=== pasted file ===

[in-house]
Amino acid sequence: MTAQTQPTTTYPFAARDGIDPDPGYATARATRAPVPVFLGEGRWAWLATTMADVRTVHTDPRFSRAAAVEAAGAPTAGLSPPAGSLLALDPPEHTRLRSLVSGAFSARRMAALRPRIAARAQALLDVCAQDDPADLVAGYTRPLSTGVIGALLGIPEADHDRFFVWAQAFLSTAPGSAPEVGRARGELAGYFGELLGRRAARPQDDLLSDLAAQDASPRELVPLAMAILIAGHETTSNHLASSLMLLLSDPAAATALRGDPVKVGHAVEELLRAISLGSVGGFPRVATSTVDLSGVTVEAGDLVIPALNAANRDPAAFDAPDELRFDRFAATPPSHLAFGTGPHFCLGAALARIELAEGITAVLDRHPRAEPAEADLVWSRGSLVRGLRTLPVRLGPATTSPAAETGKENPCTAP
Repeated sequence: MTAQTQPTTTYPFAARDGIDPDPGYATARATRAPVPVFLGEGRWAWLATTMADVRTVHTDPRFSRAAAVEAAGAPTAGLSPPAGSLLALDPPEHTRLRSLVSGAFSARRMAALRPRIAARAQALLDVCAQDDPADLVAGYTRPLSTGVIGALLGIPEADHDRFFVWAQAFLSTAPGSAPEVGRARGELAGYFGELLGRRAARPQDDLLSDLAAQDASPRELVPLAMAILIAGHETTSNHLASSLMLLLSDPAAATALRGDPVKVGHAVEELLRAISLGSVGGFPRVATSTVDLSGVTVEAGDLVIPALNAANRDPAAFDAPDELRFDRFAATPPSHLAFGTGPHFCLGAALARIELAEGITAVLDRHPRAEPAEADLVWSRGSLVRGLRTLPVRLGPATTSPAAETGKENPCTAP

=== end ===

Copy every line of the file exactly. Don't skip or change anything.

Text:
[in-house]
Amino acid sequence: MTAQTQPTTTYPFAARDGIDPDPGYATARATRAPVPVFLGEGRWAWLATTMADVRTVHTDPRFSRAAAVEAAGAPTAGLSPPAGSLLALDPPEHTRLRSLVSGAFSARRMAALRPRIAARAQALLDVCAQDDPADLVAGYTRPLSTGVIGALLGIPEADHDRFFVWAQAFLSTAPGSAPEVGRARGELAGYFGELLGRRAARPQDDLLSDLAAQDASPRELVPLAMAILIAGHETTSNHLASSLMLLLSDPAAATALRGDPVKVGHAVEELLRAISLGSVGGFPRVATSTVDLSGVTVEAGDLVIPALNAANRDPAAFDAPDELRFDRFAATPPSHLAFGTGPHFCLGAALARIELAEGITAVLDRHPRAEPAEADLVWSRGSLVRGLRTLPVRLGPATTSPAAETGKENPCTAP
Repeated sequence: MTAQTQPTTTYPFAARDGIDPDPGYATARATRAPVPVFLGEGRWAWLATTMADVRTVHTDPRFSRAAAVEAAGAPTAGLSPPAGSLLALDPPEHTRLRSLVSGAFSARRMAALRPRIAARAQALLDVCAQDDPADLVAGYTRPLSTGVIGALLGIPEADHDRFFVWAQAFLSTAPGSAPEVGRARGELAGYFGELLGRRAARPQDDLLSDLAAQDASPRELVPLAMAILIAGHETTSNHLASSLMLLLSDPAAATALRGDPVKVGHAVEELLRAISLGSVGGFPRVATSTVDLSGVTVEAGDLVIPALNAANRDPAAFDAPDELRFDRFAATPPSHLAFGTGPHFCLGAALARIELAEGITAVLDRHPRAEPAEADLVWSRGSLVRGLRTLPVRLGPATTSPAAETGKENPCTAP